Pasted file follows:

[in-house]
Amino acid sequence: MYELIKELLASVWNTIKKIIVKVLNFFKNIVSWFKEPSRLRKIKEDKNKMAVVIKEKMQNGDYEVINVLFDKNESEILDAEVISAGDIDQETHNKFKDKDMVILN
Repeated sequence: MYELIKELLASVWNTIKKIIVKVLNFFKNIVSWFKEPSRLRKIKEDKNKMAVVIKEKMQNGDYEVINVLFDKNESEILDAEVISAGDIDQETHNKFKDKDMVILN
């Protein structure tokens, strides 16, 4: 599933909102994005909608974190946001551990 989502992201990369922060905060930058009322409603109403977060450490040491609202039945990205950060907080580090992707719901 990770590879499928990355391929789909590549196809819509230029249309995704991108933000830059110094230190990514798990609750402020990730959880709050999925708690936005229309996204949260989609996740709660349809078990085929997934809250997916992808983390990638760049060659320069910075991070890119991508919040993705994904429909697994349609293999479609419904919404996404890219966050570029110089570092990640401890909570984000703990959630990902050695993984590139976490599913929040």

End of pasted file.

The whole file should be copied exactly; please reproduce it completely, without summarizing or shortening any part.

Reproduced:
[in-house]
Amino acid sequence: MYELIKELLASVWNTIKKIIVKVLNFFKNIVSWFKEPSRLRKIKEDKNKMAVVIKEKMQNGDYEVINVLFDKNESEILDAEVISAGDIDQETHNKFKDKDMVILN
Repeated sequence: MYELIKELLASVWNTIKKIIVKVLNFFKNIVSWFKEPSRLRKIKEDKNKMAVVIKEKMQNGDYEVINVLFDKNESEILDAEVISAGDIDQETHNKFKDKDMVILN
């Protein structure tokens, strides 16, 4: 599933909102994005909608974190946001551990 989502992201990369922060905060930058009322409603109403977060450490040491609202039945990205950060907080580090992707719901 990770590879499928990355391929789909590549196809819509230029249309995704991108933000830059110094230190990514798990609750402020990730959880709050999925708690936005229309996204949260989609996740709660349809078990085929997934809250997916992808983390990638760049060659320069910075991070890119991508919040993705994904429909697994349609293999479609419904919404996404890219966050570029110089570092990640401890909570984000703990959630990902050695993984590139976490599913929040």